# Computing amplitude for divergent loop diagrams?

• A
I am trying to compute the cross-section for the diagram below with a divergent triangle loop:

where ##X^0## and ##X^-## are some fermions with zero and negative charge respectively. I am interested in low energy limits, so you can consider W-propagator as ##\frac {i\eta_{\mu\nu}} {M_w^2}##.

When computing the amplitude, you end of with an integration of the form:

$$\int \frac {k_\mu \gamma^\mu +m_-} {k^2 -m_-^2} \frac {d^4 k} {(2\pi)^4}$$

where ##m_-## is mass of ##X^-##.

Any ideas how to find the amplitude in terms of kinematic parameters, masses etc?

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• Divergent_diag.png
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king vitamin
Gold Member
Is there a particular part you're stuck on? What textbook(s) are you using? This is a rather simple integral as far as QFT goes, but I don't feel comfortable doing the work for you.

My first question is how to do this integral?
I have Peskin & Schroeder at hand.

nrqed
Homework Helper
Gold Member
I am trying to compute the cross-section for the diagram below with a divergent triangle loop:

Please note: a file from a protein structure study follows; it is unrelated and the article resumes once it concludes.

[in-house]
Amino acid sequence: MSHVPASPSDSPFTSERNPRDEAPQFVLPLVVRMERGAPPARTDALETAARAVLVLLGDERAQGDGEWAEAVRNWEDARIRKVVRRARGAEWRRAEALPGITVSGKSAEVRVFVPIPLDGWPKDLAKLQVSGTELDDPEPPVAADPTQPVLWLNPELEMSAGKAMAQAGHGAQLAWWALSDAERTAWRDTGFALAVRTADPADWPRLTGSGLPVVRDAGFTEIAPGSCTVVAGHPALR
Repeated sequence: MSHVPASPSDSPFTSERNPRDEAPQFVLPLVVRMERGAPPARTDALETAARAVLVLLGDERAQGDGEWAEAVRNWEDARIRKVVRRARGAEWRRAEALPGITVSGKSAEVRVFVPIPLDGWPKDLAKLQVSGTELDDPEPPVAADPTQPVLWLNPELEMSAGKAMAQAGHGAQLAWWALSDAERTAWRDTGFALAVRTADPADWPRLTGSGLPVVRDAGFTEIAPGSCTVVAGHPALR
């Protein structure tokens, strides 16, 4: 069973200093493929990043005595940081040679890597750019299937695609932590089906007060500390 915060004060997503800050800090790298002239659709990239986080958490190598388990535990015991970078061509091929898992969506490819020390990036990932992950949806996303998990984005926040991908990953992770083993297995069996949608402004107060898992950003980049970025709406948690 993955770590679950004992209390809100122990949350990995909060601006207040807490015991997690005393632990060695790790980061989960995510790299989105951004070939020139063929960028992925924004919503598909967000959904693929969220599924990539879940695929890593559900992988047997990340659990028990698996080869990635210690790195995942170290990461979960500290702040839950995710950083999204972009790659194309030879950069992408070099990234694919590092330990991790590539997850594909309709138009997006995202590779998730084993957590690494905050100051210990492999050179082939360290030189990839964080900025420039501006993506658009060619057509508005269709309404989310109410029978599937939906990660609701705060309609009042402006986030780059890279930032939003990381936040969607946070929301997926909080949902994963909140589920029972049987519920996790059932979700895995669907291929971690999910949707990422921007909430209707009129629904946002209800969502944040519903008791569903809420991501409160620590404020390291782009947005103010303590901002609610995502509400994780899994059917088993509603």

View attachment 231247

where ##X^0## and ##X^-## are some fermions with zero and negative charge respectively. I am interested in low energy limits, so you can consider W-propagator as ##\frac {i\eta_{\mu\nu}} {M_w^2}##.

When computing the amplitude, you end of with an integration of the form:

$$\int \frac {k_\mu \gamma^\mu +m_-} {k^2 -m_-^2} \frac {d^4 k} {(2\pi)^4}$$

where ##m_-## is mass of ##X^-##.

Any ideas how to find the amplitude in terms of kinematic parameters, masses etc?
You are missing a term ##i \epsilon ## in the denominator. You also forgot the external wave functions. Depending on what you want to calculate, you will either choose certain spin components and polarizations for the external states or you will have to do a sum/average over them. For the integration, it is standard. Look in P&S on pages 189-196 (section 6.3) for detailed examples.

Ramtin123